• Coffee makers: Hard-water buildup can alter the taste of your coffee. Coffee makers are pretty simple to clean with white distilled vinegar; single-cup brewers, like a Keurig, have more parts to clean and descale. 
  • Blenders: If you’re someone who makes smoothies every morning, you might want to make sure those blades are cleaned thoroughly. Fill your blender with warm, soapy water, let it run for 10 seconds, then rinse it out for a thorough clean.
  • Electric kettles: These can quickly accumulate limescale, which is simple to clean. Combine a cup of white distilled vinegar and a cup of water in the kettle, bring it to a boil, and let it sit for 30 minutes before rinsing. Then fill up the kettle with clean water, bring it to a boil, and rinse again. That’s it.
  • Rice cooker: Many cookers have an inner lid, steam cap, and gaskets that can be removed and cleaned. All you need is warm, soapy water and a non-abrasive sponge. 

17. Light Fixtures and Ceiling Fans

Light fixtures and the blades of ceiling fans are often forgotten, mainly because they’re too hard to reach. But overhead fixtures can collect dust and grease. Use a soft cloth or duster — ones with extendable wands are great — to clean these surfaces and remove buildup. For ceiling fans, try the pillowcase trick.

18. Dish Drying Rack

Your dish drying rack can collect dirt and food particles (which can turn into mold!) if you don’t clean it regularly. Remove everything from it and give it a good scrub with warm, soapy water once a week. For stubborn hard water and limescale stains, try cleaning with distilled white vinegar.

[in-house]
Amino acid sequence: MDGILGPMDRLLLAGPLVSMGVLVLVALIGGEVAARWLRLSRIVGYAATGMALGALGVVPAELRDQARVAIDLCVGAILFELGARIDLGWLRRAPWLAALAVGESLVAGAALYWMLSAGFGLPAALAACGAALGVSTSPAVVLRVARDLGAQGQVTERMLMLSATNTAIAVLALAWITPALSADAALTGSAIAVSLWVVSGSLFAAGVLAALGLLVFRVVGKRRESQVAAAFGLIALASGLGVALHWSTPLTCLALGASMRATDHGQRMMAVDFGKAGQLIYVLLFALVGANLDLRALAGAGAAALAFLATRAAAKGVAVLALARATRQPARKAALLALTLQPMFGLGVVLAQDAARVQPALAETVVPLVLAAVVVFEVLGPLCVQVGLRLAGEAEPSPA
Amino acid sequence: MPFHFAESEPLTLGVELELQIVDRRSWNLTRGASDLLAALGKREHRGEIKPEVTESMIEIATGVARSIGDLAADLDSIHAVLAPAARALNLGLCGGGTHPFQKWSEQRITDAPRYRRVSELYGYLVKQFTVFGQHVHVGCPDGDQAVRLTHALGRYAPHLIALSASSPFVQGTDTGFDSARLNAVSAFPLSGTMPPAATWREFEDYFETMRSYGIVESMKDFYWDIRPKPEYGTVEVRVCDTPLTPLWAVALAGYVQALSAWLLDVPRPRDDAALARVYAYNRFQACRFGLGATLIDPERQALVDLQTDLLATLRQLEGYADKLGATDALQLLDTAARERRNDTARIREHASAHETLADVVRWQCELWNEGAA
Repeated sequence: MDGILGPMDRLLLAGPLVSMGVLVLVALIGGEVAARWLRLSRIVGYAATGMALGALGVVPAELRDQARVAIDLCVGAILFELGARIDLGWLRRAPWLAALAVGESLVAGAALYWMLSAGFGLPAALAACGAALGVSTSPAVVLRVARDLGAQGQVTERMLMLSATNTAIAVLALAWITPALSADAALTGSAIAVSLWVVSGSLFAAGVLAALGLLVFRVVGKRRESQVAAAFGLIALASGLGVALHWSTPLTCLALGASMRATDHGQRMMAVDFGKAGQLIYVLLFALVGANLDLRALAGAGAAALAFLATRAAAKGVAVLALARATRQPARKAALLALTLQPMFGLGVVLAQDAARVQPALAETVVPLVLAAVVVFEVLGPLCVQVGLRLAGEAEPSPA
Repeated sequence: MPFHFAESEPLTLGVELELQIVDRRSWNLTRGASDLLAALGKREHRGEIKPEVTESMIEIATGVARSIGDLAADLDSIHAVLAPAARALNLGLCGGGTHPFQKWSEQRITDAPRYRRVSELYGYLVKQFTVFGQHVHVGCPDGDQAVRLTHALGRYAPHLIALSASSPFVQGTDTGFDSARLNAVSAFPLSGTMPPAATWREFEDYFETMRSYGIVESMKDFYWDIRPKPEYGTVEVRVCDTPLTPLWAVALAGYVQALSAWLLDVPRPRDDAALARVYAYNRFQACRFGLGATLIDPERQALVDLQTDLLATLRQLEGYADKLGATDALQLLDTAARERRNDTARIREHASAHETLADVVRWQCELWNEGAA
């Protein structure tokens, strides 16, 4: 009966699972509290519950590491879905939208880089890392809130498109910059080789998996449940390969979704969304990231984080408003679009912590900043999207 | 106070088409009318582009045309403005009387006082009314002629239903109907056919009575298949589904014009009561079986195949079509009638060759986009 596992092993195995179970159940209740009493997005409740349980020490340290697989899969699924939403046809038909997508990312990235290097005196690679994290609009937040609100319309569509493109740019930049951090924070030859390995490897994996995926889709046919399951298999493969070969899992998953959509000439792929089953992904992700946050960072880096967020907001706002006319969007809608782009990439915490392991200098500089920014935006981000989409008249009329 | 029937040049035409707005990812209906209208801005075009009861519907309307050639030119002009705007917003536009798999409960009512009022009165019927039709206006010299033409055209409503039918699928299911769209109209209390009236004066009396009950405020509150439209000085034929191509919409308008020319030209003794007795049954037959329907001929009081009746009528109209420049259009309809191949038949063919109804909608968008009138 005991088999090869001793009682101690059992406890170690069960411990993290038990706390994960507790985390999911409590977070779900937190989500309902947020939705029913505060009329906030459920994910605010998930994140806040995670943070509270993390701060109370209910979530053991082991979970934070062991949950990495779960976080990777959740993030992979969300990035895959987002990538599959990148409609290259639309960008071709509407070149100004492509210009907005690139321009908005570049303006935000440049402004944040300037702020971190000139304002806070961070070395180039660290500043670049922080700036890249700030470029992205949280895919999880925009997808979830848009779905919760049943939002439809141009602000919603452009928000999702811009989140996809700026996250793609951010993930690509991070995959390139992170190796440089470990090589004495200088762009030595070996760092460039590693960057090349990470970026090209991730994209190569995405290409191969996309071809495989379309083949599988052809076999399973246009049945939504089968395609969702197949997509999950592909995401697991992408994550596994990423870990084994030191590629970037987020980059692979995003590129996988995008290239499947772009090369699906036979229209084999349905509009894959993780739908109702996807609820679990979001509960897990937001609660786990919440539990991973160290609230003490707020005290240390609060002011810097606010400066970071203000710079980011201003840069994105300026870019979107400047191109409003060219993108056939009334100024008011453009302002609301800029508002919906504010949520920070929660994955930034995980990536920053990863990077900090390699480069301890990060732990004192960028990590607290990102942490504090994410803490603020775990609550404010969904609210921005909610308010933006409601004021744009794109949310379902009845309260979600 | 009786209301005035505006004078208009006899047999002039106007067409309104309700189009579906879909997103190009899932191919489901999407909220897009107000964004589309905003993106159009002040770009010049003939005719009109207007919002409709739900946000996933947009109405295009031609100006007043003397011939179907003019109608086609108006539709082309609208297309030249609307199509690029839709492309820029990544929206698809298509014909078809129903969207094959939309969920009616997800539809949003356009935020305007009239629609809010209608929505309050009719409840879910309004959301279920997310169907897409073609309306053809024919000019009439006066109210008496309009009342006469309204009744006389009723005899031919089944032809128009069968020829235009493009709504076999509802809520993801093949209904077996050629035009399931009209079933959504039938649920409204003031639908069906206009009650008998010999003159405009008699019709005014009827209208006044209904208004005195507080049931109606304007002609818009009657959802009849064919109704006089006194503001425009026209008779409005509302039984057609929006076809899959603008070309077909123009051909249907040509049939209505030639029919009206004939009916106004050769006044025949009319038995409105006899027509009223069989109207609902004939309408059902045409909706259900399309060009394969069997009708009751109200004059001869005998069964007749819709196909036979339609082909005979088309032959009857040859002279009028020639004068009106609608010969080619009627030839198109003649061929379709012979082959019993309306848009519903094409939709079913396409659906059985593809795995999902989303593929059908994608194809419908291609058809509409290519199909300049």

19. Trash Cans 

Trash bags and liners may keep your trash in one place, but they don’t guarantee that they’ll keep your trash can clean — or smelling fresh. It’s a good idea to wipe down the outside and inside of the garbage can regularly and spray it with disinfectant. 

20. Your Silverware Drawer

Ever opened your silverware drawer and found breadcrumbs in it? You’ll be surprised how much gunk can collect here. To clean it, take everything out, including the liner and silverware. Use the hose attachment on your vacuum to suck up crumbs, then wipe down everything with warm, soapy water. 

21. Where You Keep Your Spices

Can you remember the last time you wiped down your spice jars? A quick wipe-down every time you use them is the easiest way to keep these clean. But you can also use a mixture of baking soda and water to take off any hard-to-remove grime.

22. Grout Between Your Floor Tiles